As I came up to them and, as I've indicated, without a clue as to what, a sizable trepidation notwithstanding, was compelling me to enter their space, my only conscious intention was to slide my way by. But when I turned slightly sideways to accomplish this objective, the Jack Black ringer reached out, grabbed me by the stomach, and pulled me toward him. "Are you a fag?" he said, his eyes not quite looking into mine.

Now his breath—and an overlay of alcohol did little to mute it—smelled like nothing so much as a chicken coop. His skin, moreover, glistening with sweat despite the moderate temperature, was riddled with brutal acne scars (the remnants of a likely bleak adolescence). And yes, his grip hurt a lot. But what I couldn't help concentrating on was a huge white globule of snot that was hanging precariously from one of his nostrils.

"I think you're a fag," he continued, squeezing my stomach harder and grinning at his friends. "And you know what? I hate fags."

With that my focus shifted to his brain. I think of stupidity as more often than not willful, as a way of shutting out the complexities and ambiguities of life. But this guy's stupidity wasn't a choice he was making. No, it was clearly congenital. He was the grim product of his family history, of generations of inbreeding with other people from New Jersey.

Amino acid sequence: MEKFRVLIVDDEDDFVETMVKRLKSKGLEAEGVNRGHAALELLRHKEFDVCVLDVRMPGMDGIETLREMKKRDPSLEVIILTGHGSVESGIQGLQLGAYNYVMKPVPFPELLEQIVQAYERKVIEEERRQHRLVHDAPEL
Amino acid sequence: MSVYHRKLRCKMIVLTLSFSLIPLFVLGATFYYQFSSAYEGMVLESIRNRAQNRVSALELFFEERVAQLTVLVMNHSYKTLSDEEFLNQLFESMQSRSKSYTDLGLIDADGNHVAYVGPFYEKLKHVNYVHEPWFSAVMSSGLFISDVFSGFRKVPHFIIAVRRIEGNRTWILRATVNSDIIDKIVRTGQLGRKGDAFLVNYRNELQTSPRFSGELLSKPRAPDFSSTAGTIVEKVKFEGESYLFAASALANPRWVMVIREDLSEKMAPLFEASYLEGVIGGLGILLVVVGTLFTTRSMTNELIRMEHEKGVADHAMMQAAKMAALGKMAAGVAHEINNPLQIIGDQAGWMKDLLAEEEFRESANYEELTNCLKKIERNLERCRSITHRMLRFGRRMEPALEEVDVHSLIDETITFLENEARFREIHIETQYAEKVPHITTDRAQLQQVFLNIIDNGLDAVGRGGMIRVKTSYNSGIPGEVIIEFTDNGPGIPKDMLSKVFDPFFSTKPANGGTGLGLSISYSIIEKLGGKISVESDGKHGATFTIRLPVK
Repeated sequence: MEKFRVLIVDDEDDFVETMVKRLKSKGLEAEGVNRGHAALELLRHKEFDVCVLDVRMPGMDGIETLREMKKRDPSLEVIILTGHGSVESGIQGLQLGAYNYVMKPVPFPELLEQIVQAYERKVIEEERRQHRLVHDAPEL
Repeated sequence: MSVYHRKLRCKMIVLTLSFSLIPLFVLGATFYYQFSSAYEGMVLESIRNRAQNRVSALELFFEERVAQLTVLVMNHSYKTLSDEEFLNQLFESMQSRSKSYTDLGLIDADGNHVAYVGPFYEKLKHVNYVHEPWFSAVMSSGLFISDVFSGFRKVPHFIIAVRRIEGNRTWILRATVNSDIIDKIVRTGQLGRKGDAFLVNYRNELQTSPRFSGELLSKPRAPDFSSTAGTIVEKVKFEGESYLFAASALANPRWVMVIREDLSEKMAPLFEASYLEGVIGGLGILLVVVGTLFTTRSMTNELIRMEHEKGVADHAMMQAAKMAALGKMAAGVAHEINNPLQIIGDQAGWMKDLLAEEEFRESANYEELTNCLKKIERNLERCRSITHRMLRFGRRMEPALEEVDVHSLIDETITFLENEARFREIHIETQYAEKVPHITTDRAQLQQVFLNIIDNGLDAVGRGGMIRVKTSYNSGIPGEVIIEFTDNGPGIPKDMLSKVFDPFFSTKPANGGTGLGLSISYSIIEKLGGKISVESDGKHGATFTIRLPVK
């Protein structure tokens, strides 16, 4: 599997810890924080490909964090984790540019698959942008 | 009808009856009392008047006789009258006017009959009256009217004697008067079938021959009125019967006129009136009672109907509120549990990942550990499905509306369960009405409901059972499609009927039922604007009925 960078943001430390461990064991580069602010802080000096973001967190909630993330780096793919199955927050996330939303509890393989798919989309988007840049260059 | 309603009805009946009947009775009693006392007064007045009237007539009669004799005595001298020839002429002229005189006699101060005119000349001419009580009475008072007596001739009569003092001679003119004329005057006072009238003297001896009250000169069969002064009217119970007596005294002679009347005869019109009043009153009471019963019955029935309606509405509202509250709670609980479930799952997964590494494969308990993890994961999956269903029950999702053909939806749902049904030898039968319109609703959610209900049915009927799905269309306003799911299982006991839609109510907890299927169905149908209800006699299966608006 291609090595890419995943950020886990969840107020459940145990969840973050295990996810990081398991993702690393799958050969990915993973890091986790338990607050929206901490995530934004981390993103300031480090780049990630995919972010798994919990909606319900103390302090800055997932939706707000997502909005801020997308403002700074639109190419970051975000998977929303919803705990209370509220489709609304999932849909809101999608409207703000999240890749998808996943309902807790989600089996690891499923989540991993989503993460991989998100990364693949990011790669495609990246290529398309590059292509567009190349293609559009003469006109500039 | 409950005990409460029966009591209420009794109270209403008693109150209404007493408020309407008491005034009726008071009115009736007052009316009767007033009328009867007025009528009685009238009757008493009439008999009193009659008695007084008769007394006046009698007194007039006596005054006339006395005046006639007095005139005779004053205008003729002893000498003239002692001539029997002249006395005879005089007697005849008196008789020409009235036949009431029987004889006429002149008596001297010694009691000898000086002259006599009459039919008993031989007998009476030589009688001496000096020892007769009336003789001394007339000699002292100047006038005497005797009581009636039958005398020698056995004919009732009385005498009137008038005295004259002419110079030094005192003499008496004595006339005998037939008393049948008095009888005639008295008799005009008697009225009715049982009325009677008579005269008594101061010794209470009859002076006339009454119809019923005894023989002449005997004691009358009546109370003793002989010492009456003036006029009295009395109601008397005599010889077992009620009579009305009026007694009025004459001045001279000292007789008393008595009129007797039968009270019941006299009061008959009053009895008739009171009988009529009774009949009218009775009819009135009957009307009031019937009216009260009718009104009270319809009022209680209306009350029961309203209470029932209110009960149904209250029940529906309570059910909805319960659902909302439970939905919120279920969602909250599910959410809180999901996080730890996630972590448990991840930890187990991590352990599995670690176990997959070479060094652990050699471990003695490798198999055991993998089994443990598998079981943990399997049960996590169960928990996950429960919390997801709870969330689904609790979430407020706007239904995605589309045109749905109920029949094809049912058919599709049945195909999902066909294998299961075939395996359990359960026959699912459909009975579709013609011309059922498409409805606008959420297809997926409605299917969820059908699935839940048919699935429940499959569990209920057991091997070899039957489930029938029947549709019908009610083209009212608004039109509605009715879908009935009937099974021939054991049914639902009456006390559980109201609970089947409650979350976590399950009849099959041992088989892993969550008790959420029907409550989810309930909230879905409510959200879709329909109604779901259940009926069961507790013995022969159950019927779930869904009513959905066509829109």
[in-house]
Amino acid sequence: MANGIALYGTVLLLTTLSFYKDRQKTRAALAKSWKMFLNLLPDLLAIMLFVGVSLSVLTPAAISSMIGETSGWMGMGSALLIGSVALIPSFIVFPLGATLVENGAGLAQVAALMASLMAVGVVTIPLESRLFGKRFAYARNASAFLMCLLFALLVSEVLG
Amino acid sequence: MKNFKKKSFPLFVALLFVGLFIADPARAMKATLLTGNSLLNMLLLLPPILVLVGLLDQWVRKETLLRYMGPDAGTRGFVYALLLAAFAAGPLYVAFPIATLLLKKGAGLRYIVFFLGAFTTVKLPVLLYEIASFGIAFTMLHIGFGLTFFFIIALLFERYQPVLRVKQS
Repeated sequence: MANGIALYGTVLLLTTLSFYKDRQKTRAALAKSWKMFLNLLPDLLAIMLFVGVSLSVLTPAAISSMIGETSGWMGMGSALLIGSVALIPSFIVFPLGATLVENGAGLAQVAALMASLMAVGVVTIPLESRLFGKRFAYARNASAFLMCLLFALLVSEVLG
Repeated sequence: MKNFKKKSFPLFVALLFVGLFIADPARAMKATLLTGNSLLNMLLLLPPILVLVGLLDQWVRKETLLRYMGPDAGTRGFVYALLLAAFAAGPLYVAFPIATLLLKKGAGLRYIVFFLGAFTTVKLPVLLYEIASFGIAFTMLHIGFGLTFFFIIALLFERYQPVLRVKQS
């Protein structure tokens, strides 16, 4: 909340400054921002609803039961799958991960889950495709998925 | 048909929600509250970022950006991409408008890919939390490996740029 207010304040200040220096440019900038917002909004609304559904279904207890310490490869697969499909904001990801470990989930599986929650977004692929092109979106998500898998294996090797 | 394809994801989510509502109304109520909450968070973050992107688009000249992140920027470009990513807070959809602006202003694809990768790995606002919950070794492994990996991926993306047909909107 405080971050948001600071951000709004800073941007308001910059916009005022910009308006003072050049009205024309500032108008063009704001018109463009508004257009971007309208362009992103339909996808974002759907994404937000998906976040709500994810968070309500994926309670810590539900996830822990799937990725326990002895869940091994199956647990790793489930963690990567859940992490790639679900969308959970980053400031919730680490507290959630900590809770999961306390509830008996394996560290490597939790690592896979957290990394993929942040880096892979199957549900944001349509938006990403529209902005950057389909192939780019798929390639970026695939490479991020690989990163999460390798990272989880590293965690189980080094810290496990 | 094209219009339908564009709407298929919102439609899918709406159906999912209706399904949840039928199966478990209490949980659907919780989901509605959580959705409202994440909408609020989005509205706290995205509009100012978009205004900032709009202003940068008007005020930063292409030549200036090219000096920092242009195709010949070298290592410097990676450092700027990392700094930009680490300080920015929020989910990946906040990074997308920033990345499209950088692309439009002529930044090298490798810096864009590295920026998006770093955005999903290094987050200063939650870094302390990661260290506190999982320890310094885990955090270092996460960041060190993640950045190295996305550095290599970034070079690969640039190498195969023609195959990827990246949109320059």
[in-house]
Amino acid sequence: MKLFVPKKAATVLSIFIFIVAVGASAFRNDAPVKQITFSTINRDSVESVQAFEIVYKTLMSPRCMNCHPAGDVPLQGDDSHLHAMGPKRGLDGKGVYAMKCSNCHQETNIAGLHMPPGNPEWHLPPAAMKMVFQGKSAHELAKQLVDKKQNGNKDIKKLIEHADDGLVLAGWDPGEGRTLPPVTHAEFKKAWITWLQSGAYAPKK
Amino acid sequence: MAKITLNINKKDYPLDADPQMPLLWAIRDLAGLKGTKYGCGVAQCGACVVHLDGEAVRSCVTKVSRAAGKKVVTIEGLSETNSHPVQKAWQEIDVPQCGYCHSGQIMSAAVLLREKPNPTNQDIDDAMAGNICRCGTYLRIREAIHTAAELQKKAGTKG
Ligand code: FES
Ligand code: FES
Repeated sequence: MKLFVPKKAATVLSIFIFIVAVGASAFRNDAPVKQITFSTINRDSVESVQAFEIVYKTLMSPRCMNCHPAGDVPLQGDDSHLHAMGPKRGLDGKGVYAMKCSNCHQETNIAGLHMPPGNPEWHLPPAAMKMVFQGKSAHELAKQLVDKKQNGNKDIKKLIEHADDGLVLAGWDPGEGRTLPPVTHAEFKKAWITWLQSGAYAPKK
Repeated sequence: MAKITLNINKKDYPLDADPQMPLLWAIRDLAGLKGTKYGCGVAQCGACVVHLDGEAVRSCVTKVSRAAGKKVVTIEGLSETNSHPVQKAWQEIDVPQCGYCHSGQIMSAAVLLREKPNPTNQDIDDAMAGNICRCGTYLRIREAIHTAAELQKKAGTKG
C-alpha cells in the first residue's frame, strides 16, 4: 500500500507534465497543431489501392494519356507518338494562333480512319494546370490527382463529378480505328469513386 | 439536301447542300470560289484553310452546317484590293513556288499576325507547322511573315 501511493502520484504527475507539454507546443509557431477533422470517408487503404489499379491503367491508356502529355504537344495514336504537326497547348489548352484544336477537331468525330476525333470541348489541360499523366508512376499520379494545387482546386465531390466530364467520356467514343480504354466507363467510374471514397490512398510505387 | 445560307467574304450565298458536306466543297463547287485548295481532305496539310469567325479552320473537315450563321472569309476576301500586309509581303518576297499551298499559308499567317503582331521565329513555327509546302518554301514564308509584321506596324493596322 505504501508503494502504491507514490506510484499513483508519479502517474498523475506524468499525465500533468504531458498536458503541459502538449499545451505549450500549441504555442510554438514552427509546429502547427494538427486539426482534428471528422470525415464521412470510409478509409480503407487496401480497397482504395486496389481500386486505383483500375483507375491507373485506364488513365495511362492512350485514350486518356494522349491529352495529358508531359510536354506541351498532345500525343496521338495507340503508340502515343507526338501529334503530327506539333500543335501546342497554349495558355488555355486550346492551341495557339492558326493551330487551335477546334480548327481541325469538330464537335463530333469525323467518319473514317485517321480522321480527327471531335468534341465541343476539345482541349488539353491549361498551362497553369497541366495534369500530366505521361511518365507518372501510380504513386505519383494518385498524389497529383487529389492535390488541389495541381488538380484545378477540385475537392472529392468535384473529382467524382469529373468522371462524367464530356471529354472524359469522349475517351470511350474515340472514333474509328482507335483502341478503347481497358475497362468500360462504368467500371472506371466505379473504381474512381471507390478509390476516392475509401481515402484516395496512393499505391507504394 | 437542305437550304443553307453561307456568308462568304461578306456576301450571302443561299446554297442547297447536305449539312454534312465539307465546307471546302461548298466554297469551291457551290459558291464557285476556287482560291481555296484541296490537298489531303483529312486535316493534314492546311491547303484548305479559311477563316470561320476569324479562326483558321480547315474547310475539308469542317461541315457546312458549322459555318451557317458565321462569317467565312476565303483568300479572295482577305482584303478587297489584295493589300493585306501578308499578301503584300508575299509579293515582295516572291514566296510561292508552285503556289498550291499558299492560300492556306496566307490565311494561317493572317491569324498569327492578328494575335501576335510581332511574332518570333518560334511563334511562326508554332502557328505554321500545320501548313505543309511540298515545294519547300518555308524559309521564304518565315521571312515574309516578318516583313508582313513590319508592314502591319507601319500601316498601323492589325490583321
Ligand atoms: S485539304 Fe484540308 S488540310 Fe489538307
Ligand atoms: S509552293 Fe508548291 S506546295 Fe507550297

And registering then the full sweep of his stupidity, his evident derangement, his heft and his inebriation (not to mention the booger and the prospect of it landing on me), I felt a very real panic. And what I started to say was: "Hey, you've got the wrong guy. I'm straight, man. I'm married. I even have a kid. Not everybody in the Village is queer, you know? Believe me, I share your disgust. Of course it's a perversion. The AMA and the American Psychological Association really caved in on this one, didn't they?"

But, no, Jesus, I didn't say that. My pathetic reflex was quickly interrupted by an intuitive recognition of a large reward to be gained here—a recognition that was accompanied by a feeling of elation and a sense of abandon. (Had I connected to my purpose?) And what I said instead was, "Let go of me, asshole."

When, grinning more, he didn't let go, and after taking quick stock of the resources that were available to me—the cigarette I held and the single file approach of two enormous guys with gym bags who by all appearances were oblivious to what was going on and about to push past us—I said to him: "Do your parents know you boys are in the big city by yourselves?"

And then, the cigarette between my fingers and my fingers clenched into a fist, I hit him in the face.